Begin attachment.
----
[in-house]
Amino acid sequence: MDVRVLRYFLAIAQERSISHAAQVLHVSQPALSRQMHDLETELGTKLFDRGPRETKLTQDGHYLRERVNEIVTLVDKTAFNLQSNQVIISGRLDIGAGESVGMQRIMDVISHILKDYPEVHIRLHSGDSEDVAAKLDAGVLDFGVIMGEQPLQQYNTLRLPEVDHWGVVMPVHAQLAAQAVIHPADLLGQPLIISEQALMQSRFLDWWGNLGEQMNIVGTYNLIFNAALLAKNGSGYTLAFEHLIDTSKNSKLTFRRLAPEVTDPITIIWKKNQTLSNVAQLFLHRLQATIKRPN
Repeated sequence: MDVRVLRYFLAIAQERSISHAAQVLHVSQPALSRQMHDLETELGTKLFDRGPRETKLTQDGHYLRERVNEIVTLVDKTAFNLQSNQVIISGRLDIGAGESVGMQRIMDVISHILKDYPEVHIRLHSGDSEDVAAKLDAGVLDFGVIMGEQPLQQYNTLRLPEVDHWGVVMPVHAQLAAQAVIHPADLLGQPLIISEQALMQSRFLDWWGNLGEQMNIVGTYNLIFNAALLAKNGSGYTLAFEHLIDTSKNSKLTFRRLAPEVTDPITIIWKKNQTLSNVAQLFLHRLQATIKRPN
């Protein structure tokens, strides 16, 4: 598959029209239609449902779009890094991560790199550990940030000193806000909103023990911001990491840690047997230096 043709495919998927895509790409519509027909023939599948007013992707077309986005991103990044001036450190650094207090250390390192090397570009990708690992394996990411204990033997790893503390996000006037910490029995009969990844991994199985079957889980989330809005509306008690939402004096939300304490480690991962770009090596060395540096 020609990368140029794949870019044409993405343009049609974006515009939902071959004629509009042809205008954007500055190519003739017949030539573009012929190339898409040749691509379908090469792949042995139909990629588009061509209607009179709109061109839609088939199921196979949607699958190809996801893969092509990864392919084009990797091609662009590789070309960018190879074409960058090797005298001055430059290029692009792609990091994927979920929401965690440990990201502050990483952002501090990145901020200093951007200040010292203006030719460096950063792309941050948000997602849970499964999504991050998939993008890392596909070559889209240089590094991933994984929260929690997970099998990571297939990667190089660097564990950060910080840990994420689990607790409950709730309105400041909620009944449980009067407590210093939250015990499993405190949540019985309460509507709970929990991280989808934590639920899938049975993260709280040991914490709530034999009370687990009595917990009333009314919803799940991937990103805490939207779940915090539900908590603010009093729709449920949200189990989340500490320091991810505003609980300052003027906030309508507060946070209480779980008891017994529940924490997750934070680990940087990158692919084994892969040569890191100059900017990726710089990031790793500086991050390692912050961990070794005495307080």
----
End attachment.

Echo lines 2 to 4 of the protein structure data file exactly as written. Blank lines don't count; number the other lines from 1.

Amino acid sequence: MDVRVLRYFLAIAQERSISHAAQVLHVSQPALSRQMHDLETELGTKLFDRGPRETKLTQDGHYLRERVNEIVTLVDKTAFNLQSNQVIISGRLDIGAGESVGMQRIMDVISHILKDYPEVHIRLHSGDSEDVAAKLDAGVLDFGVIMGEQPLQQYNTLRLPEVDHWGVVMPVHAQLAAQAVIHPADLLGQPLIISEQALMQSRFLDWWGNLGEQMNIVGTYNLIFNAALLAKNGSGYTLAFEHLIDTSKNSKLTFRRLAPEVTDPITIIWKKNQTLSNVAQLFLHRLQATIKRPN
Repeated sequence: MDVRVLRYFLAIAQERSISHAAQVLHVSQPALSRQMHDLETELGTKLFDRGPRETKLTQDGHYLRERVNEIVTLVDKTAFNLQSNQVIISGRLDIGAGESVGMQRIMDVISHILKDYPEVHIRLHSGDSEDVAAKLDAGVLDFGVIMGEQPLQQYNTLRLPEVDHWGVVMPVHAQLAAQAVIHPADLLGQPLIISEQALMQSRFLDWWGNLGEQMNIVGTYNLIFNAALLAKNGSGYTLAFEHLIDTSKNSKLTFRRLAPEVTDPITIIWKKNQTLSNVAQLFLHRLQATIKRPN
């Protein structure tokens, strides 16, 4: 598959029209239609449902779009890094991560790199550990940030000193806000909103023990911001990491840690047997230096 043709495919998927895509790409519509027909023939599948007013992707077309986005991103990044001036450190650094207090250390390192090397570009990708690992394996990411204990033997790893503390996000006037910490029995009969990844991994199985079957889980989330809005509306008690939402004096939300304490480690991962770009090596060395540096 020609990368140029794949870019044409993405343009049609974006515009939902071959004629509009042809205008954007500055190519003739017949030539573009012929190339898409040749691509379908090469792949042995139909990629588009061509209607009179709109061109839609088939199921196979949607699958190809996801893969092509990864392919084009990797091609662009590789070309960018190879074409960058090797005298001055430059290029692009792609990091994927979920929401965690440990990201502050990483952002501090990145901020200093951007200040010292203006030719460096950063792309941050948000997602849970499964999504991050998939993008890392596909070559889209240089590094991933994984929260929690997970099998990571297939990667190089660097564990950060910080840990994420689990607790409950709730309105400041909620009944449980009067407590210093939250015990499993405190949540019985309460509507709970929990991280989808934590639920899938049975993260709280040991914490709530034999009370687990009595917990009333009314919803799940991937990103805490939207779940915090539900908590603010009093729709449920949200189990989340500490320091991810505003609980300052003027906030309508507060946070209480779980008891017994529940924490997750934070680990940087990158692919084994892969040569890191100059900017990726710089990031790793500086991050390692912050961990070794005495307080």